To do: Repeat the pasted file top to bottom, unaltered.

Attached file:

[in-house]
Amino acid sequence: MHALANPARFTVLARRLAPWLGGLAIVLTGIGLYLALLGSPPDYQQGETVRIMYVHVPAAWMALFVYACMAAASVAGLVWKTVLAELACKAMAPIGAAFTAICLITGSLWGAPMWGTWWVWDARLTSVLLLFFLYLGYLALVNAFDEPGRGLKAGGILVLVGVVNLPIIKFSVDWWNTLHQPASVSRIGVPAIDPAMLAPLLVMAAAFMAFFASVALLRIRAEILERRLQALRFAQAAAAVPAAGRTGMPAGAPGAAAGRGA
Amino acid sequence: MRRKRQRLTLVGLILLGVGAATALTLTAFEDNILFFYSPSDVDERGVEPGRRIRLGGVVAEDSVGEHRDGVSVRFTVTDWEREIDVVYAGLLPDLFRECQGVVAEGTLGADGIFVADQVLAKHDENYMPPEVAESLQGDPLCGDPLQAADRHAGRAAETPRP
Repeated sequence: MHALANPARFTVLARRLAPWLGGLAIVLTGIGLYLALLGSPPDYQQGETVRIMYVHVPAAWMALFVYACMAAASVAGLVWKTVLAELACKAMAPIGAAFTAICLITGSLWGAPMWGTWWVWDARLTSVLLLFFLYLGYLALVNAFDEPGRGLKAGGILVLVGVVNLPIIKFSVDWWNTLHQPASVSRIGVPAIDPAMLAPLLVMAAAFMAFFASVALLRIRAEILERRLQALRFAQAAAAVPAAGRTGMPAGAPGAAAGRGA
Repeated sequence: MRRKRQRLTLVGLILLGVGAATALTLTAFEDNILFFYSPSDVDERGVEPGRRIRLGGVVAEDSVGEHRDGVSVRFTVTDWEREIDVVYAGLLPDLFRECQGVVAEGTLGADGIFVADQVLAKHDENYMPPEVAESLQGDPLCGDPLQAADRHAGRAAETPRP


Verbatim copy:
[in-house]
Amino acid sequence: MHALANPARFTVLARRLAPWLGGLAIVLTGIGLYLALLGSPPDYQQGETVRIMYVHVPAAWMALFVYACMAAASVAGLVWKTVLAELACKAMAPIGAAFTAICLITGSLWGAPMWGTWWVWDARLTSVLLLFFLYLGYLALVNAFDEPGRGLKAGGILVLVGVVNLPIIKFSVDWWNTLHQPASVSRIGVPAIDPAMLAPLLVMAAAFMAFFASVALLRIRAEILERRLQALRFAQAAAAVPAAGRTGMPAGAPGAAAGRGA
Amino acid sequence: MRRKRQRLTLVGLILLGVGAATALTLTAFEDNILFFYSPSDVDERGVEPGRRIRLGGVVAEDSVGEHRDGVSVRFTVTDWEREIDVVYAGLLPDLFRECQGVVAEGTLGADGIFVADQVLAKHDENYMPPEVAESLQGDPLCGDPLQAADRHAGRAAETPRP
Repeated sequence: MHALANPARFTVLARRLAPWLGGLAIVLTGIGLYLALLGSPPDYQQGETVRIMYVHVPAAWMALFVYACMAAASVAGLVWKTVLAELACKAMAPIGAAFTAICLITGSLWGAPMWGTWWVWDARLTSVLLLFFLYLGYLALVNAFDEPGRGLKAGGILVLVGVVNLPIIKFSVDWWNTLHQPASVSRIGVPAIDPAMLAPLLVMAAAFMAFFASVALLRIRAEILERRLQALRFAQAAAAVPAAGRTGMPAGAPGAAAGRGA
Repeated sequence: MRRKRQRLTLVGLILLGVGAATALTLTAFEDNILFFYSPSDVDERGVEPGRRIRLGGVVAEDSVGEHRDGVSVRFTVTDWEREIDVVYAGLLPDLFRECQGVVAEGTLGADGIFVADQVLAKHDENYMPPEVAESLQGDPLCGDPLQAADRHAGRAAETPRP